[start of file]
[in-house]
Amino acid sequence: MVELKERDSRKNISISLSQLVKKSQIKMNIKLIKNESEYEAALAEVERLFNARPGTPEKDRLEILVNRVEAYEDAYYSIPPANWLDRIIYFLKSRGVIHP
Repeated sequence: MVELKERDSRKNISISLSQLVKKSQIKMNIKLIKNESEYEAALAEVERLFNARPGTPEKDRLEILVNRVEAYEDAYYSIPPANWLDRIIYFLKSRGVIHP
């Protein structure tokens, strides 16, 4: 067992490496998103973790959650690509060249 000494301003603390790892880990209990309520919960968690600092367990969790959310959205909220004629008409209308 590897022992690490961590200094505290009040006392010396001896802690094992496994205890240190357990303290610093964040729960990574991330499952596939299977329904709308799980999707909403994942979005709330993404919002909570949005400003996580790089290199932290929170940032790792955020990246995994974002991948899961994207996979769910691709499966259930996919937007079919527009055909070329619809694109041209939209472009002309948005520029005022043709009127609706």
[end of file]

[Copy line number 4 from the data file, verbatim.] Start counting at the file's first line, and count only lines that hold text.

């Protein structure tokens, strides 16, 4: 067992490496998103973790959650690509060249 000494301003603390790892880990209990309520919960968690600092367990969790959310959205909220004629008409209308 590897022992690490961590200094505290009040006392010396001896802690094992496994205890240190357990303290610093964040729960990574991330499952596939299977329904709308799980999707909403994942979005709330993404919002909570949005400003996580790089290199932290929170940032790792955020990246995994974002991948899961994207996979769910691709499966259930996919937007079919527009055909070329619809694109041209939209472009002309948005520029005022043709009127609706």